I've tried traditional composting before, but with limited success.  I don't have a lot of space for piles of compost, and I don't have deciduous trees for leaves, nor do I collect my lawn clippings.  Mostly what I have is kitchen scraps, which are generally popular with the local rat population, but haven't resulted in good finished compost.  So I decided to set up a worm bin to compost my kitchen scraps, stop feeding my garbage disposal, and get great fertilizer for my vegetable garden.

I originally planned to buy a worm compost bin, but they are stupidly expensive, so I made my own.  I used three 10-gallon Rubbermaid tubs, but you could use two, or even one.  My design has a closed bottom bin to collect "worm tea" (I think that's a polite term for "worm piss"), and two working bins, so that I can use the worms' natural migration from the lower bin to the upper to harvest the castings with a minimum of actual hand-to-worm contact.  Because while I love the idea of worms, I am less enamored of the actual worms.  Although you can't see them in the picture, I drilled holes in the bottoms of the working bins and all around the top edges.  If you want to make your own bin, there are great instructions here.

Tuesday, May 1, 2012


It's gardening season.

That's part of the reason I haven't been blogging.  Mostly I'm just lazy, but gardening has been taking up a lot of my time and energy.

I usually plant a kitchen garden in the spring.  The past two years that I planted, I lost almost everything to mildew during the ubiquitous May Grey/June Gloom that plagues my otherwise warm and sunny Zone 10 garden.  I was so frustrated after the last debacle that I didn't plant a kitchen garden at all last year.

This year, I decided to try again.  I reclaimed the chicken yard (alas, poor chickens, they went to the coyotes and the dog next door), cleaned it up, and planted it.

I put in a new gravel path to keep it neat, added some beds along the right side, and relocated my little apple tree from a pot by the gate to a new raised planter (made from the broken pieces of an old firepit) at the far end of the garden.  I also put in a dedicated hose and added some solar pathway lights.

My new herbs seem pretty happy along the sunny wall, under the mandarin orange trees (which just provided us with a bumper crop and are absolutely covered in flowers and bees now).

The herbs used to be here, but moving them created space for these blueberry bushes, which are supposed to require minimal chill and be ideal for my climate.  I'm hoping this proves to be true.  The KH loves blueberries, which are currently $6.50 for 8 ounces.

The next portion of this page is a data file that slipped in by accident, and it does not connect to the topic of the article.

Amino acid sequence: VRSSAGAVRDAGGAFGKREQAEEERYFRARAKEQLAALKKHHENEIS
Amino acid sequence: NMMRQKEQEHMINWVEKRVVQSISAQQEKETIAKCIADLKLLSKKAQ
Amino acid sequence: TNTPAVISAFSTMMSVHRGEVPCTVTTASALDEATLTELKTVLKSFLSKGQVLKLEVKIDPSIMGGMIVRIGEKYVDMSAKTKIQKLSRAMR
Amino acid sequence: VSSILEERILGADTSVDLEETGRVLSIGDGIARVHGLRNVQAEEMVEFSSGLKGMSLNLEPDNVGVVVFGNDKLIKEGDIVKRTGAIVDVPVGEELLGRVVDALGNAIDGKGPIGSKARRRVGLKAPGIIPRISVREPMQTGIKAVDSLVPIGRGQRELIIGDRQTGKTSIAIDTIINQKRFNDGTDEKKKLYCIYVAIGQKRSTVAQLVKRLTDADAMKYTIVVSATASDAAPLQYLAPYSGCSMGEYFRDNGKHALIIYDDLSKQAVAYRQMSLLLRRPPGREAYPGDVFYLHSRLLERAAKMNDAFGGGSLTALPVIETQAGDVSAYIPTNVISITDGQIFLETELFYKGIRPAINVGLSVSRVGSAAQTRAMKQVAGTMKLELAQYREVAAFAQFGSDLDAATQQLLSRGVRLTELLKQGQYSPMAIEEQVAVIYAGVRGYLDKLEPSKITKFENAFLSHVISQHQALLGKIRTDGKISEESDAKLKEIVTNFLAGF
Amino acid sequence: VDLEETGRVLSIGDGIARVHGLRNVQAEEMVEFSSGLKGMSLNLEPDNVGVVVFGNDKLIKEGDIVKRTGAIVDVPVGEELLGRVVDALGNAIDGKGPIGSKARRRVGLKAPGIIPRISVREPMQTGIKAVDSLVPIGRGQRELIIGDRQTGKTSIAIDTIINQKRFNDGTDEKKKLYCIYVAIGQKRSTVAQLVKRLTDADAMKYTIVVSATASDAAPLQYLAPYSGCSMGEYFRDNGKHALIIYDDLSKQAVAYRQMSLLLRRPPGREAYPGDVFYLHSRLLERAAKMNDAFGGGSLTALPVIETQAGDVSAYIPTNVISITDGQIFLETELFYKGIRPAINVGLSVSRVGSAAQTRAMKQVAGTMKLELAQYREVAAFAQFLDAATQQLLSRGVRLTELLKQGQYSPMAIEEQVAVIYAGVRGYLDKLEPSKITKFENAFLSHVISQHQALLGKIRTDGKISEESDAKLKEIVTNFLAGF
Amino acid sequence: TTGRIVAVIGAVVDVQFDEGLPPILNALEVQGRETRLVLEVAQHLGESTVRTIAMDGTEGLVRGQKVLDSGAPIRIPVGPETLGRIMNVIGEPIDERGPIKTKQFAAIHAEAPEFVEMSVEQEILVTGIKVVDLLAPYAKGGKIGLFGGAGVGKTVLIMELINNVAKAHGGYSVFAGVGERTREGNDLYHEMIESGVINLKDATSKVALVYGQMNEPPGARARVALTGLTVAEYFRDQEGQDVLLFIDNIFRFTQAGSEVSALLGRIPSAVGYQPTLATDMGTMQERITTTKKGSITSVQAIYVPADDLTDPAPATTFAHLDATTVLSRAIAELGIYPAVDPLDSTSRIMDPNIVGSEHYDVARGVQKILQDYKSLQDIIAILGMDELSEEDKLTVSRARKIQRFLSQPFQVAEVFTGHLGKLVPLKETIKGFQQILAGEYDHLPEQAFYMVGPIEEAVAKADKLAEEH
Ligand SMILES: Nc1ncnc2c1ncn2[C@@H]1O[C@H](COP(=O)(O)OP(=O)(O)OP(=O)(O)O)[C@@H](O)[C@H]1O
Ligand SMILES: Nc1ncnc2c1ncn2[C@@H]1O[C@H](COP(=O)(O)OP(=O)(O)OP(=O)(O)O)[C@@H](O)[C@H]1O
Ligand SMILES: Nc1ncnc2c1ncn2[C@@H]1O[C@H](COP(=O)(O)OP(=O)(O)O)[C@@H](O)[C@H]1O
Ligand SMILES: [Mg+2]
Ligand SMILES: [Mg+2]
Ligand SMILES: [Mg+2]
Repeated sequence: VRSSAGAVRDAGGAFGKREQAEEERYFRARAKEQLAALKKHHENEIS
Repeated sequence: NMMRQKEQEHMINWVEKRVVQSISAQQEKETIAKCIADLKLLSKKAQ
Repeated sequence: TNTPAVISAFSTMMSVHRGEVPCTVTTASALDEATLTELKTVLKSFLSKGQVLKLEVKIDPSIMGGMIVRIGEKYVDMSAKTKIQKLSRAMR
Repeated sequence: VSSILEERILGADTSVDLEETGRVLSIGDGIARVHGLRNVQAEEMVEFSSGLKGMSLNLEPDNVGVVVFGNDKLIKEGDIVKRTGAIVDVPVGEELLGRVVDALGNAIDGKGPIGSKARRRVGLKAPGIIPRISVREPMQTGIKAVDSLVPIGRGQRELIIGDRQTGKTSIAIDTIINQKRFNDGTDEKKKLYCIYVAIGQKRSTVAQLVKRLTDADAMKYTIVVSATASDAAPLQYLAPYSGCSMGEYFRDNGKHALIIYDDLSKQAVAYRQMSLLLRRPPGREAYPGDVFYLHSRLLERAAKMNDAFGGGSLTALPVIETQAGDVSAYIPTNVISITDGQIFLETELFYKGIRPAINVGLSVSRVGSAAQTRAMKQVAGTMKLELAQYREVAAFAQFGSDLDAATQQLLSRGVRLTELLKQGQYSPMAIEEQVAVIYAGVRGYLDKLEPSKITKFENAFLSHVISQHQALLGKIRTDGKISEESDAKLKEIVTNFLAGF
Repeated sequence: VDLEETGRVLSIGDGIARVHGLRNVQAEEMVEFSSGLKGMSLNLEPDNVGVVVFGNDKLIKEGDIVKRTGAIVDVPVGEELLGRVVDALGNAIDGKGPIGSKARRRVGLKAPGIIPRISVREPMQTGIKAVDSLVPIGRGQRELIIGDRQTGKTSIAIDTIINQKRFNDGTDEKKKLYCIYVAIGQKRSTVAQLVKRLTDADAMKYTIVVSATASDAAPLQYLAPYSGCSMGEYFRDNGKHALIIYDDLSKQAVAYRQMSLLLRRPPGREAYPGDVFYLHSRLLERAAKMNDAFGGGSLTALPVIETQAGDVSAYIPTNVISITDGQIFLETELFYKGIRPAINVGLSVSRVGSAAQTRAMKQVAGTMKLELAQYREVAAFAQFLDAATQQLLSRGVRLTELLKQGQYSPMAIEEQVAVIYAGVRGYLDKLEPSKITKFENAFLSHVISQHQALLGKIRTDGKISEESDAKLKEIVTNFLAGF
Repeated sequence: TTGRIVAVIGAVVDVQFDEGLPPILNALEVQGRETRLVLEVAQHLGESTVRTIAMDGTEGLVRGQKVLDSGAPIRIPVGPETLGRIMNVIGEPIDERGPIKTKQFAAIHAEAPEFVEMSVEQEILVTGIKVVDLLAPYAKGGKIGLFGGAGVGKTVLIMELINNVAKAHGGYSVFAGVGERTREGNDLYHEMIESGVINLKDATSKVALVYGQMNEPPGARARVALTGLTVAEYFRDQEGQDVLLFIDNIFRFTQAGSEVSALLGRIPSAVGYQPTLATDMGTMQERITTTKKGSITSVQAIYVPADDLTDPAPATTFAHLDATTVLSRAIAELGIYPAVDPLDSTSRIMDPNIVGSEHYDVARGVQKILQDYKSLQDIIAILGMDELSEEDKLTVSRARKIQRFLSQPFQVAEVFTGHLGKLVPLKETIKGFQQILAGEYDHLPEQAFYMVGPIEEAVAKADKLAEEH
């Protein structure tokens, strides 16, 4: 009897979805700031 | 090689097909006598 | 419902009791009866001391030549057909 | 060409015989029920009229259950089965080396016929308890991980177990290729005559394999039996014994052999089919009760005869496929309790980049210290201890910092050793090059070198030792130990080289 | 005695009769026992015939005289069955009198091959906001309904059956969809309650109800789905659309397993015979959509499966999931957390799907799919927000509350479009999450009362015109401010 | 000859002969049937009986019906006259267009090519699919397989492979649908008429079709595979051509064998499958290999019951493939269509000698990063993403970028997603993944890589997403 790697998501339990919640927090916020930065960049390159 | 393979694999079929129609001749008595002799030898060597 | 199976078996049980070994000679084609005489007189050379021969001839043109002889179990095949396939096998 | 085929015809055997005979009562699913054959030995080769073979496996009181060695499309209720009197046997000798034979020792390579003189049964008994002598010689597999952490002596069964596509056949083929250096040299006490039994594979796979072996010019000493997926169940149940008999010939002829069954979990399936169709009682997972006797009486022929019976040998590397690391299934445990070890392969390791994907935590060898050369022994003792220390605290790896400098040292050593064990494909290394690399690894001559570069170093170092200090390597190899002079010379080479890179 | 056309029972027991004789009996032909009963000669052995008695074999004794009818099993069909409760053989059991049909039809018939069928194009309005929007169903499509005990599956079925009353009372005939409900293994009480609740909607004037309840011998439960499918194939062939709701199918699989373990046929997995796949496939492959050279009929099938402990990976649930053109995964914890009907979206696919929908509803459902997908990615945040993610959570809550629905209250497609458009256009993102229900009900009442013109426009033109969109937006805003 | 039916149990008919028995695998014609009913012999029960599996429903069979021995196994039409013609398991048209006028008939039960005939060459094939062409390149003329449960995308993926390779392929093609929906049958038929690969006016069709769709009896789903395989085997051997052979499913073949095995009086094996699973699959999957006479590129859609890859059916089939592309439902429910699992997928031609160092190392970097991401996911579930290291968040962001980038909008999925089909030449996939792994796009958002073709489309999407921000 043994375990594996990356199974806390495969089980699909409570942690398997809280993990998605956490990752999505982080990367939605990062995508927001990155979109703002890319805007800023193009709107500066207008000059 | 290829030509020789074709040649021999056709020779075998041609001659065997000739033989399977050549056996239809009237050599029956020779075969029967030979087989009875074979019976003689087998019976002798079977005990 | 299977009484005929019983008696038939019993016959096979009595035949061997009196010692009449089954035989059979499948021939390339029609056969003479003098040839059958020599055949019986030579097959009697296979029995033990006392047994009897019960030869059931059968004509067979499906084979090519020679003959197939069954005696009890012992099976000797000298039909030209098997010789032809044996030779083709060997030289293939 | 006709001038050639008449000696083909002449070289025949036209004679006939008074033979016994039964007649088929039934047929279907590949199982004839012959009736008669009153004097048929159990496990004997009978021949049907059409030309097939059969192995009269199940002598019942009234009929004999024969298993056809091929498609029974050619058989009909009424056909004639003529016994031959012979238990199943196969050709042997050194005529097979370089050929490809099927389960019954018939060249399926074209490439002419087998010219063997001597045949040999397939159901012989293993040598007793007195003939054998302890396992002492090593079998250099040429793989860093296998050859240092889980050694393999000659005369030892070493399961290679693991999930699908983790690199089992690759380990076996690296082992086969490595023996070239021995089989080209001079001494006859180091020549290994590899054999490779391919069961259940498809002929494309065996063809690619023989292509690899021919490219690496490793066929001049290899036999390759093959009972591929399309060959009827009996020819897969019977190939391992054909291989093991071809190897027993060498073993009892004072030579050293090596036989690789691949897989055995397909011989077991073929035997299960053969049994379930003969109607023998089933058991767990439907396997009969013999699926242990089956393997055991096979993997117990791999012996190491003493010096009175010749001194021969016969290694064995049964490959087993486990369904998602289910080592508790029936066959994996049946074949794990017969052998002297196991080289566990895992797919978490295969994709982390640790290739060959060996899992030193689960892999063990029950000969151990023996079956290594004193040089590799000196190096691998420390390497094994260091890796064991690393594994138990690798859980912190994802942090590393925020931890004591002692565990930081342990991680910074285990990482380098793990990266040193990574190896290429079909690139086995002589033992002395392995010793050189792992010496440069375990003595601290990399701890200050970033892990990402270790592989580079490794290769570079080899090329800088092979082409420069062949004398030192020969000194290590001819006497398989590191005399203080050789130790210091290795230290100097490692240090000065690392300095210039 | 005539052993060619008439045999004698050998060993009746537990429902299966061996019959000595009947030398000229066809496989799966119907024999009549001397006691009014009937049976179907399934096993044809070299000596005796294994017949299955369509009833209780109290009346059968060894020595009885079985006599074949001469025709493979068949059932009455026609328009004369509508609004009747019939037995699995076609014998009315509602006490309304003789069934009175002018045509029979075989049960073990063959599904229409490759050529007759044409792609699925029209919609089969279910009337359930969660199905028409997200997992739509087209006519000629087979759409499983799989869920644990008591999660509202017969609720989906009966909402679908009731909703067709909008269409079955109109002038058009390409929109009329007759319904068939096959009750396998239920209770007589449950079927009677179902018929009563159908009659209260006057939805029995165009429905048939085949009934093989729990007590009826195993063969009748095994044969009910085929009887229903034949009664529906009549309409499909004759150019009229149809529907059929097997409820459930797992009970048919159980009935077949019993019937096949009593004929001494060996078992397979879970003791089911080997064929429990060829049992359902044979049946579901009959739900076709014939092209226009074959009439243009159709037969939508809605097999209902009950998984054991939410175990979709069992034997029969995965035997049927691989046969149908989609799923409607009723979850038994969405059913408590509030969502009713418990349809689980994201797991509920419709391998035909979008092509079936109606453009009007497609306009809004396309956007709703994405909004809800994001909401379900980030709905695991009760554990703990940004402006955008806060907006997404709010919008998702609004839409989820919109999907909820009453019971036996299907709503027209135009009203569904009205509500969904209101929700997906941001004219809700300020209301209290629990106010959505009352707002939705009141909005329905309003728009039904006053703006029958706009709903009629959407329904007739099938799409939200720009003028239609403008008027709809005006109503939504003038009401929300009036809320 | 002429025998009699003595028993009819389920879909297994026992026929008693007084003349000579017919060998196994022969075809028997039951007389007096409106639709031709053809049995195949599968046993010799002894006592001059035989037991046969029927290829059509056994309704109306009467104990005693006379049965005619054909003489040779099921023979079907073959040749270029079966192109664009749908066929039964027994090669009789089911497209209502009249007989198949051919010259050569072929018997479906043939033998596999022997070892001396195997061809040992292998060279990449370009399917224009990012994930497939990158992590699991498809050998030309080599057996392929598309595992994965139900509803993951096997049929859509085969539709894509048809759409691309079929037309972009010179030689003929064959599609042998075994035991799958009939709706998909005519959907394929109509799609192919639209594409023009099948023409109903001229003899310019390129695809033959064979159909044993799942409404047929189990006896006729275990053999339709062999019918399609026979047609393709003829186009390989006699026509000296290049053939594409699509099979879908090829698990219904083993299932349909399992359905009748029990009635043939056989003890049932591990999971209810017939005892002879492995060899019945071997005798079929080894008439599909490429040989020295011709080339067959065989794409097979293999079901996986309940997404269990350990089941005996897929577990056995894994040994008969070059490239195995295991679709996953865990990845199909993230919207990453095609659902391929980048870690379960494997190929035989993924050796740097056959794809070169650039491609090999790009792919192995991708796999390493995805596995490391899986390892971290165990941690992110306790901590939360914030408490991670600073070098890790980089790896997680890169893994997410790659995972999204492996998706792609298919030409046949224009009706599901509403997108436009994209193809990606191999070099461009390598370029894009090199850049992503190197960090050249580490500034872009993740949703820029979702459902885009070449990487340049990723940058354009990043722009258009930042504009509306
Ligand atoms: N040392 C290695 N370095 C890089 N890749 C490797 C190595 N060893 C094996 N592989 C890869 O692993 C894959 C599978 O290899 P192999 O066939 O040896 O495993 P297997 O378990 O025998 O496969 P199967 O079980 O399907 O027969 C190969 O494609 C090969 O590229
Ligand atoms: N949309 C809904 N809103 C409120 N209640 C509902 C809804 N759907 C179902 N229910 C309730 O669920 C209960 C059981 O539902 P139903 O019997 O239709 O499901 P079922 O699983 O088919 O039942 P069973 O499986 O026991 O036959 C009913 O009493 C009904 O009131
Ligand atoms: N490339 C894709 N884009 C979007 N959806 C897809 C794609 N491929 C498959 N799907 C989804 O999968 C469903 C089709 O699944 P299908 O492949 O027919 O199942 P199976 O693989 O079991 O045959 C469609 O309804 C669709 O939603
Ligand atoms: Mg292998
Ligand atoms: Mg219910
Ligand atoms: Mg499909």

This is one of two large salad beds.  These beds are mostly shady, so my options are limited.  I figure, we can eat as much salad as I can grow.  There are also brussels sprouts and bunching onions growing here, and broccoli and garlic growing in the facing bed with more salad greens.


My apple tree seems particularly happy with its new home.  Look!  Apples:

But not everything is happy.  My tomatoes are suffering from fungus.

Despite being planted in the best soil, with organic fertilizer, careful watering, and daily pampering, I had to remove about half the leaves from this pathetic thing today because they were covered with nasty black spots that my research tells me is "early blight." 

I promised you irony, and here it is:

This tomato has been growing, blooming, and fruiting for two solid years, completely unattended in a corner of my cold, dry, north-facing dog yard.  It gets no attention of any kind, and no water (unless the dogs are "watering" it).  In fact, it wasn't even planted here.  This is where I dumped the tomato cages after my last aborted attempt to keep the kitchen garden alive.  I guess there must have been a seed or two still attached, because this tomato sprouted here, in the gravel, and has been happily growing up the unused cages every spring and summer since.  In winter it goes semi-dormant, then comes back with fresh new growth in the spring and starts putting out tomatoes again.  This will be its third year running, and as you can see, it is well into its spring growth cycle.

Irony.  I haz it.